Global Scholars 2009 - 2010

The Center for Innovation and Change at the University of Evansville announced that the following individuals were selected as 2009-2010 University of Evansville Global Scholars.

Each Global Scholar will receive a stipend and travel allowance. As Global Scholars, the recipients of this award will engage in scholarship, curriculum development, and activities related to preparing our students and community for global leadership, citizenry, and success. The Global Scholars program is supported by the John H. Schroeder Global Scholar Endowed Fund and the Lilly Endowment.

Gale Blalock, Professor of Economics


Dr. Blalock will examine the globalization of the economic topics of outsourcing, trade and the environment, the subprime crisis, and China's exchange rate policies. Blalock will integrate this research into the EMBA curriculum through the MBA 543 - International Macroeconomics course. Dr. Blalock will incorporate Krugman and Obstfeld's leading text: International Economics: Theory and Policy. Krugman is the 2008 Nobel Laureate in Economics.

Daniel Byrne, Assistant Professor of History


Dr. Byrne will use his Global Scholar position to complete archival research on U.S. foreign policy towards the Algerian war of independence and Anglo-American relations with regards to colonization. His research will require travel to the Eisenhower Library in Abilene, Kansas, and the Public Records Office in England. Upon completion of this research, he will prepare several manuscripts for publication. Additionally, he intends to integrate his research conclusions into the history classes he teaches.

Amy McBride-Martin, Associate Professor of Education


Dr. McBride-Martin will be increasing her expertise in the area of diversity education and cultural competence with the specific goal of helping future educators develop into culturally competent teachers who can work effectively with the increasing numbers of culturally and linguistically diverse students who are in our schools. Through attendance at an intercultural development inventory conference and additional study of cultural competence, Dr. McBride-Martin will be infusing additional cultural competence content into the education classes she teaches, assess student growth in the area of cultural competence, and provide assistance with the integration of cultural content across the education curriculum.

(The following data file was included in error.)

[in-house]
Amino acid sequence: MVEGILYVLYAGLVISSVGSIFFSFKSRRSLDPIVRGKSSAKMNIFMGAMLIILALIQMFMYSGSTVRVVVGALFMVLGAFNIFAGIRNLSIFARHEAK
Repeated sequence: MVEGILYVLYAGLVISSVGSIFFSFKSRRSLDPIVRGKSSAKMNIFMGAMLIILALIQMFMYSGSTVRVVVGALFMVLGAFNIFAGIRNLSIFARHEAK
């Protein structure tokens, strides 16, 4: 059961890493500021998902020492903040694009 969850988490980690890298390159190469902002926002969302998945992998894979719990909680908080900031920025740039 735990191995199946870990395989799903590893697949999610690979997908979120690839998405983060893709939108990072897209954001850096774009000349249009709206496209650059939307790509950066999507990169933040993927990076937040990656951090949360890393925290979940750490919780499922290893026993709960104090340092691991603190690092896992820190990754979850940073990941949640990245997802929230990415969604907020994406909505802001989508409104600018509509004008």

Wesley Milner, Associate Professor of Political Science


Dr. Milner will use his Global Scholarship to build on his experience in human rights as Igleheart Chair in Political Science and Director of the International Studies Program and delve into a year-long examination of civil conflict and conflict resolution around the world while highlighting the Middle East. He will participate in a Council on International Educational Exchange (CIEE) Faculty Development Seminar in Jordon and Israel, which rigorously looks at the complexities of conflict and cooperation in this region and attempt to travel to the Gulf States (specifically Bahrain and UAE). Using his research and development experiences, he will develop a course on peace and conflict resolution, prepare articles for publication, and give presentations to the campus community.

Mark Valenzuela, Associate Professor of Engineering


Dr. Valenzuela will focus primarily on the Harlaxton Manor building, for example, the influence of the Elizabethan and Jacobean styles on this Victorian House; and the layout of rooms and passageways to embody the ideal functioning of a Victorian household. There has been little to no scholarship on the gardens and grounds surrounding the house itself. Unfortunately, uncovering similarities between the landscaping at Harlaxton and other gardens is made difficult by the sheer size of the grounds. This research project proposed to do an extensive ground survey of the landscape surrounding the manor house to create a computer-generated three-dimensional model that will help in comparison with other gardens and grounds and that may reveal features that are otherwise invisible to the naked eye.